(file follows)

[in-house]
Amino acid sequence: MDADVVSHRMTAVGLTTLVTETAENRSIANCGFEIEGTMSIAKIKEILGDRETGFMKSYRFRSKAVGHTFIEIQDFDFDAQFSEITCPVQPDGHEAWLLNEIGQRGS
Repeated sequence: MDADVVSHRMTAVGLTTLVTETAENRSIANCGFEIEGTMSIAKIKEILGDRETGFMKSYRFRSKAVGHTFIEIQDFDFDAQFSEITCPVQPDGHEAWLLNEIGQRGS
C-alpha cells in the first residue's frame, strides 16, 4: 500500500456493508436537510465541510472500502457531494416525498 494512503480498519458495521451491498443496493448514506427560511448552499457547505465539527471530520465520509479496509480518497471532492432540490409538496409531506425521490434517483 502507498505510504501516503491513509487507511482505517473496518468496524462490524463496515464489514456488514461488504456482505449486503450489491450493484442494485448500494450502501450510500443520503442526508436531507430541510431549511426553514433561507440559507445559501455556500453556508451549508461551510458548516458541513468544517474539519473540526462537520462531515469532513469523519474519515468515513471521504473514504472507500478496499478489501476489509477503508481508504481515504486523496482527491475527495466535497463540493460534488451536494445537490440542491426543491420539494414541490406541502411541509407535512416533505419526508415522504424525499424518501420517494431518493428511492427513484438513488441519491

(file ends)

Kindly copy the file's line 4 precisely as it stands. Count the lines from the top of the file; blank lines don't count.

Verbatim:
C-alpha cells in the first residue's frame, strides 16, 4: 500500500456493508436537510465541510472500502457531494416525498 494512503480498519458495521451491498443496493448514506427560511448552499457547505465539527471530520465520509479496509480518497471532492432540490409538496409531506425521490434517483 502507498505510504501516503491513509487507511482505517473496518468496524462490524463496515464489514456488514461488504456482505449486503450489491450493484442494485448500494450502501450510500443520503442526508436531507430541510431549511426553514433561507440559507445559501455556500453556508451549508461551510458548516458541513468544517474539519473540526462537520462531515469532513469523519474519515468515513471521504473514504472507500478496499478489501476489509477503508481508504481515504486523496482527491475527495466535497463540493460534488451536494445537490440542491426543491420539494414541490406541502411541509407535512416533505419526508415522504424525499424518501420517494431518493428511492427513484438513488441519491